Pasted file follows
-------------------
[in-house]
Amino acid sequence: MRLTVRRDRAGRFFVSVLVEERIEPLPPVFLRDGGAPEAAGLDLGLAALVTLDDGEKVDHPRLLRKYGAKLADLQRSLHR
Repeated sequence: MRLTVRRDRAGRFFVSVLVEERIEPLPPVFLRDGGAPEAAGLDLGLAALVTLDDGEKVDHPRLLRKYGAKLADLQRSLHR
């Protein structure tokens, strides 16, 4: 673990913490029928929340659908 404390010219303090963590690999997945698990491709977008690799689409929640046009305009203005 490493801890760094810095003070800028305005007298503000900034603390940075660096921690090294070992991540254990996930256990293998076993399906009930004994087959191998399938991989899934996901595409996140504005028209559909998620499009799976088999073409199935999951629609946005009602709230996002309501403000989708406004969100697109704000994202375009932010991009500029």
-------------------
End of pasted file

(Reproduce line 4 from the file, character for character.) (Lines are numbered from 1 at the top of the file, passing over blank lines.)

């Protein structure tokens, strides 16, 4: 673990913490029928929340659908 404390010219303090963590690999997945698990491709977008690799689409929640046009305009203005 490493801890760094810095003070800028305005007298503000900034603390940075660096921690090294070992991540254990996930256990293998076993399906009930004994087959191998399938991989899934996901595409996140504005028209559909998620499009799976088999073409199935999951629609946005009602709230996002309501403000989708406004969100697109704000994202375009932010991009500029």